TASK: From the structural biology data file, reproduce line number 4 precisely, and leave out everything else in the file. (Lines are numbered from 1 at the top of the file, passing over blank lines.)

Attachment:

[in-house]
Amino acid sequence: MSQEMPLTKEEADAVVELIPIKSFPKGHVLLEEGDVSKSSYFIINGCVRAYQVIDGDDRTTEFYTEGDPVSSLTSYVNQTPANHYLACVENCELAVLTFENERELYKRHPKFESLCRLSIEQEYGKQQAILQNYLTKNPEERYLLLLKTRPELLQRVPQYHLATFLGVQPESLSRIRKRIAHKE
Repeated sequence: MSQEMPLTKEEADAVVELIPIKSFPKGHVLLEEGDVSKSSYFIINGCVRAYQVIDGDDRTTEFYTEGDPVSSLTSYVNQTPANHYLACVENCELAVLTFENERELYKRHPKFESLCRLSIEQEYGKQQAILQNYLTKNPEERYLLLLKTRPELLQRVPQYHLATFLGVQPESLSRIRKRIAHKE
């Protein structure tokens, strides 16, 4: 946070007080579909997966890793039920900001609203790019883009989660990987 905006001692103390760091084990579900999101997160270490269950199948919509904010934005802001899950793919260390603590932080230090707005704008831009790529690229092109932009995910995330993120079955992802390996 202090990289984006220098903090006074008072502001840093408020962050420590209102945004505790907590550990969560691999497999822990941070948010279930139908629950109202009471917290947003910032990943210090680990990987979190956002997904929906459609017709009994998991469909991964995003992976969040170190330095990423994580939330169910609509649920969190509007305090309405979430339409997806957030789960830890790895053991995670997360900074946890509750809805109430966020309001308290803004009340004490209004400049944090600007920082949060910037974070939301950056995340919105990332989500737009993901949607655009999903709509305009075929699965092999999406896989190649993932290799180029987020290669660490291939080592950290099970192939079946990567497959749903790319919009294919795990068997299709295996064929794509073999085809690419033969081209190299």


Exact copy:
């Protein structure tokens, strides 16, 4: 946070007080579909997966890793039920900001609203790019883009989660990987 905006001692103390760091084990579900999101997160270490269950199948919509904010934005802001899950793919260390603590932080230090707005704008831009790529690229092109932009995910995330993120079955992802390996 202090990289984006220098903090006074008072502001840093408020962050420590209102945004505790907590550990969560691999497999822990941070948010279930139908629950109202009471917290947003910032990943210090680990990987979190956002997904929906459609017709009994998991469909991964995003992976969040170190330095990423994580939330169910609509649920969190509007305090309405979430339409997806957030789960830890790895053991995670997360900074946890509750809805109430966020309001308290803004009340004490209004400049944090600007920082949060910037974070939301950056995340919105990332989500737009993901949607655009999903709509305009075929699965092999999406896989190649993932290799180029987020290669660490291939080592950290099970192939079946990567497959749903790319919009294919795990068997299709295996064929794509073999085809690419033969081209190299």